Tip Sheets

Investigating health professionals

Tips for researching health professionals

Jeremy Kohler
Investigative Reporter
St. Louis Post-Dispatch
Twitter: @jeremykohler

Blythe Bernhard
Medical Writer
St. Louis Post-Dispatch
Twitter: @blythebernhard

You can read their series at http://STLToday.com/patients

Download and analyze the public use file of the National Practitioner Data Bank.

Congress established the NPDB in 1986 so doctors would not be able to hide malpractice, or actions by hospitals, licensing boards or professional societies. Names in the databank can be accessed by hospitals and some medical practices and government agencies.

But not reporters. We get the NPDB "public use file" which removes doctors' names and obscures other identifying information. In place of names are unique identifying numbers - PRACTNUMs. Instead of exact ages or years of graduation you get ranges (i.e. 30s, 1950s.)

But if you can figure out which PRACTNUM is your doctor, it's like finding the Rosetta stone. You know how much and how many times he paid malpractice and for what reasons (i.e. wrong-site surgery), got disciplined at hospitals or by states, and for what reasons (i.e. incompetence or drug use).

You don't need to be a total data geek to do this, but you do need to use a database manager like MS Access.

Every adverse action - whether it is tied to a hospital, medical board or professional association - is tied to a PRACTNUM. Next to the PRACTNUM in each action are a few fields that tell a brief story about him - how many malpractice payouts, how many times he was disciplined by a state or hospital.

The trick is to use what you know (i.e. graduated medical school in 1966, is an osteopath, was reprimanded by Missouri board) to keep eliminating suspects. We found that if a doctor had discipline from a medical board we could almost always find his whole story in the data bank, especially if he is an osteopath, which make up just a fraction of all licensees.

Even if you can't be 100 percent sure you've found your man, you may have enough to go to him with questions (i.e. "Is this the first time that you have operated on the wrong body part?")

Go to court

Sometimes it's the doctor himself who gives you the background you're looking for - by putting it into an open court file.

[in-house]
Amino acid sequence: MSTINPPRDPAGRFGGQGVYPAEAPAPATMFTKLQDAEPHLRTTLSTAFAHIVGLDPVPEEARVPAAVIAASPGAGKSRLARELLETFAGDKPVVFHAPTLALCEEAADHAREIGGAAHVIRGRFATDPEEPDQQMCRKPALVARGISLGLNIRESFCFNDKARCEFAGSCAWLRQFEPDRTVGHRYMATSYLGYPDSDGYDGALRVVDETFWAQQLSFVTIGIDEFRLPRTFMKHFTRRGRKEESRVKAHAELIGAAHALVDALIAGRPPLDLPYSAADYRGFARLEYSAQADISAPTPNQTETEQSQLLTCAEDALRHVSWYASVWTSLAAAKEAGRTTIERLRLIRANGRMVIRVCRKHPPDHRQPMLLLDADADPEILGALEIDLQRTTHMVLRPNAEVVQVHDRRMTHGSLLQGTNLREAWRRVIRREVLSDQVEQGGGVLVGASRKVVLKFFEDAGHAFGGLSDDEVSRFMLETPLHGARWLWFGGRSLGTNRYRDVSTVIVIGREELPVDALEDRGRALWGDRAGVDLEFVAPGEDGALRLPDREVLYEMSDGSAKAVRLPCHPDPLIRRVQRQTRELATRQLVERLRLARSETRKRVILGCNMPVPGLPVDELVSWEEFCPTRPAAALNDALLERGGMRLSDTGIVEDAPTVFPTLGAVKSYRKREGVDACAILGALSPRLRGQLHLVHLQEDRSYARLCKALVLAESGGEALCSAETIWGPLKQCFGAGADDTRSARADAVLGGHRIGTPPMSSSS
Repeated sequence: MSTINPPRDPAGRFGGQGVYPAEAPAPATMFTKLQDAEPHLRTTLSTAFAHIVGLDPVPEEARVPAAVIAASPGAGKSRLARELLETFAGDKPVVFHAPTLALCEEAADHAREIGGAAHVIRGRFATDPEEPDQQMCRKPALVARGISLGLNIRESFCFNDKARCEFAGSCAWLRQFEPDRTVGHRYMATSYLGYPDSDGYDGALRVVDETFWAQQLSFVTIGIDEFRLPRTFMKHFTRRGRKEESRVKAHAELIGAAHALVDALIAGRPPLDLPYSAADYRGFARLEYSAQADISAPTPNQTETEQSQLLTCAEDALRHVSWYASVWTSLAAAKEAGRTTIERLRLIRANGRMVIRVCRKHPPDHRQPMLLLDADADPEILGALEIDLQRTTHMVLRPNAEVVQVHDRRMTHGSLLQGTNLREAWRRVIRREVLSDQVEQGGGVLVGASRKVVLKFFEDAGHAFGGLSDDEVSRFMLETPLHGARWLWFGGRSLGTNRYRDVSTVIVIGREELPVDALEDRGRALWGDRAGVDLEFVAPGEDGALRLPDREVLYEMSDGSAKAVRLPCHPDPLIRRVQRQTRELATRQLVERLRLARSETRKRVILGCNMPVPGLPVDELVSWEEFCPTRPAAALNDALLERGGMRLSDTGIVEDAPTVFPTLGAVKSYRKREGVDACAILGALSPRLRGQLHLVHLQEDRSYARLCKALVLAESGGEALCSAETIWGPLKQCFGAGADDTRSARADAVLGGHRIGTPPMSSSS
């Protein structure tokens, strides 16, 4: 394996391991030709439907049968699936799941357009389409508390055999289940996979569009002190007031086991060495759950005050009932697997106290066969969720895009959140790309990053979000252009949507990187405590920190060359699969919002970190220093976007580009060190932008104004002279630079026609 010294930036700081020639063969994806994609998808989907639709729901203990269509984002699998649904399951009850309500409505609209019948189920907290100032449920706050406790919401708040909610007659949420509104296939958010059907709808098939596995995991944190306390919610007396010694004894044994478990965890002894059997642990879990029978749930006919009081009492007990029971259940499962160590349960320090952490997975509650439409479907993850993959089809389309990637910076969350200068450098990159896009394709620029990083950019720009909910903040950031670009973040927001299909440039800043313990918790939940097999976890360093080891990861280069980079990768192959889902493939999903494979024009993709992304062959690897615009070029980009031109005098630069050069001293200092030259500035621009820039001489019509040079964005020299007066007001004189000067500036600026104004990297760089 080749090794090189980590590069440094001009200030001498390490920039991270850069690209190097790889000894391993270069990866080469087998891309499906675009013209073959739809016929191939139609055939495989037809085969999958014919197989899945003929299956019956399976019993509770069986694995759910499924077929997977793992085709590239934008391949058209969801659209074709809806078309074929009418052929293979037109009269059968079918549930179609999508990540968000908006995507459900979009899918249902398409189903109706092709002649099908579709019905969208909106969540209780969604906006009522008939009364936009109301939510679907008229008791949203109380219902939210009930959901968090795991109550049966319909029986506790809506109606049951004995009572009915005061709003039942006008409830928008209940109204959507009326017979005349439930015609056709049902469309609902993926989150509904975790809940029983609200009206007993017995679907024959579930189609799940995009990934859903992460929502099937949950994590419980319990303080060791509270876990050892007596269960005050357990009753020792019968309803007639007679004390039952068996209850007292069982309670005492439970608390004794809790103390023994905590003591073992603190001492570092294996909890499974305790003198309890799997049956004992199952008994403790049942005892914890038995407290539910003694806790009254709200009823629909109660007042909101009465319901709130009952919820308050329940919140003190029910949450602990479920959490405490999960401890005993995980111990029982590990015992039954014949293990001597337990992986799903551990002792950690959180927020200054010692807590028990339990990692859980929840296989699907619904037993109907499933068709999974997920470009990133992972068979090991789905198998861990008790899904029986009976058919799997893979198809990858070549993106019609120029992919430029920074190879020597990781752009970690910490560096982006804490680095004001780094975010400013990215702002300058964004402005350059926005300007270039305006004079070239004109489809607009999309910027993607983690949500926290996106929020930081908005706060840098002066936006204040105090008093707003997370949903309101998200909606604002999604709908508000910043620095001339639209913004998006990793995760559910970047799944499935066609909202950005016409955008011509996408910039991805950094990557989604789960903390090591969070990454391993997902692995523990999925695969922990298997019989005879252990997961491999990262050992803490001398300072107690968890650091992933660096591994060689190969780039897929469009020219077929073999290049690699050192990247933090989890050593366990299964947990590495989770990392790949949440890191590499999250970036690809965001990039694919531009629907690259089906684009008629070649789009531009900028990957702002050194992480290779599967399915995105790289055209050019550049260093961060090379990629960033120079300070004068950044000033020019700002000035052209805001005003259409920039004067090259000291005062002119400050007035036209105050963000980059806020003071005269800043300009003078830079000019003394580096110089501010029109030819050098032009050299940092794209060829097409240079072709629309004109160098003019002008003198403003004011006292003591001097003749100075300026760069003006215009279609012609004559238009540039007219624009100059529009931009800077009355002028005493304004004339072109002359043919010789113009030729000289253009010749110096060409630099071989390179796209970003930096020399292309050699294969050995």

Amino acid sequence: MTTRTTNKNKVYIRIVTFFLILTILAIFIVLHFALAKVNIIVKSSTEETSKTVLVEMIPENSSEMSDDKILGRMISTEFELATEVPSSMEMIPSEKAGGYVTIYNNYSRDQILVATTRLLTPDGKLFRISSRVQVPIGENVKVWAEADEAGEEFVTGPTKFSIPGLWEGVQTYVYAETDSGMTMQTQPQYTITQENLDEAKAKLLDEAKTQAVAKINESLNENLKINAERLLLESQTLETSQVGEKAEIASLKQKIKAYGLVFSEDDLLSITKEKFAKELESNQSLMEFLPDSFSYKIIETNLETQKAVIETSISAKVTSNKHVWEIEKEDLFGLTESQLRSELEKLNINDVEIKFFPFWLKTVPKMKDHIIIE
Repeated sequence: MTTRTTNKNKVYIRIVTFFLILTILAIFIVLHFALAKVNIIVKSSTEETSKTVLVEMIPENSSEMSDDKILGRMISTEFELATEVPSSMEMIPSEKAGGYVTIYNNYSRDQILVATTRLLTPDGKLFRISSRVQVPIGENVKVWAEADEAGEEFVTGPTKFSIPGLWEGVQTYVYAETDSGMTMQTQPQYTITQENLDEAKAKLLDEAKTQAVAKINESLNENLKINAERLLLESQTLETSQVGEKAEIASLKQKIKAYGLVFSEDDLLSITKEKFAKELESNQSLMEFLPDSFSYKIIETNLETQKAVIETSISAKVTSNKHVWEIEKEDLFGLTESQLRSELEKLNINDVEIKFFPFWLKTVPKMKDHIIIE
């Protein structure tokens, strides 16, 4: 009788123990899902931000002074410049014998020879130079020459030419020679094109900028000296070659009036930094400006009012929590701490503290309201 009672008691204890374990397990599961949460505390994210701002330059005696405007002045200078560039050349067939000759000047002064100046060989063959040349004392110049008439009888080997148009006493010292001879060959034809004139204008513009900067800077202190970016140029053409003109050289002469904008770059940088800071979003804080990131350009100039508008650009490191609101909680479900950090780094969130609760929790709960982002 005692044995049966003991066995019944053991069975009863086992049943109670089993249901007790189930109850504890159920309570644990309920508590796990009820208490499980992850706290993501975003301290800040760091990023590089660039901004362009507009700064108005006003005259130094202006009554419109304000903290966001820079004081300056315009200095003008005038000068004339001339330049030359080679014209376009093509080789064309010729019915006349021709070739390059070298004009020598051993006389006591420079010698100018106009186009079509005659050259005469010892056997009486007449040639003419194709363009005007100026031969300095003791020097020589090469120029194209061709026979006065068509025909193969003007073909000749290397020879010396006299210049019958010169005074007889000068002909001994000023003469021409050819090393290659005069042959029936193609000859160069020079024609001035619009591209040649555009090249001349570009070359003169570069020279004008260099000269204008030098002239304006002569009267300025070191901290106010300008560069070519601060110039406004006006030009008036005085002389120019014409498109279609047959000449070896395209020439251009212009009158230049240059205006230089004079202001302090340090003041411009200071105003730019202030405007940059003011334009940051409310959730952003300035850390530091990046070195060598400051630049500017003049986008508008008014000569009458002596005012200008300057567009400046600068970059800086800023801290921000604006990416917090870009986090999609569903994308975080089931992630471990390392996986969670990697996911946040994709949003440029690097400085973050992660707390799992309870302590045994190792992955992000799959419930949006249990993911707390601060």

Federal law says doctors conducting peer review are supposed to be immune from lawsuits.

But doctors fighting for their reputations will still sometimes sue peer reviewers under a claim that the review was biased or unfair.

Lucky for you, that opens a lot of the peer review material to your inspection. Seek out those cases in your county courthouses and on Pacer.

If your doctor has a current medical board case against him, ask to see the evidence filed in the case before there is a motion to seal it. These complaints often go to administrative courts, where there is a presumption of openness. Even though Missouri board investigations are closed records we were able to get a treasure trove of them once they were filed as evidence in a discipline case.

Go see the doctor

Go to his office. Blythe and I had a mantra while we did our reporting - showing up makes good things happen. In a story about convicted felons that continue to practice medicine, we showed that a disgraced doctor who moved to another state was displaying board certifications that he'd been stripped of. We were able to ask him on the spot: Why are you lying to patients about being board certified? He had no answer for that. In another story we were able to interview patients who didn't know their doctor had admitted to the state board that he was a diagnosed frotteur - a sexual deviant who has uncontrollable urges to rub and tough the sex organs of nonconsenting victims. One patient told us that if the board "wanted to make us vulnerable to people like that, then they should have to send their families there."

Read the newsletters

Almost every state's medical board publishes an annual or semiannual newsletter that includes blurbs about disciplinary actions against physicians. Although these newsletters are usually mailed to licensees, they should be available by request. We downloaded 10 years' worth of these newsletters and entered them by hand into a database so we could measure our board's performance. We found that 60 percent of the board's actions were automatically triggered by actions in other states, requiring no investigation. Discipline related to quality of care made up just six percent of the board's actions.

Even if your state is highly rated by Public Citizen, take a closer look at what they are doing and chances are you will see it is padding its numbers with tagalong actions. Very few of the actions will be the result of independent or original investigations.

Check out Colorado (or another state)

So your state doesn't tell you much about this doctor. Doctors often have licenses in several states. Many doctors keep licenses where they went to medical school- think New York, Boston, Philly. Doctors who ski may have a license in Colorado. Try running his name through states that have better transparency for consumers. Like Colorado. The Missouri board will only give you an address for Dr. Lynn Carlton of Springfield. But run his name through Colorado and you find out: states where he has active licenses, specialties, employers, discipline in Colorado, discipline in other states (I), DEA registration status, malpractice history, insurance status.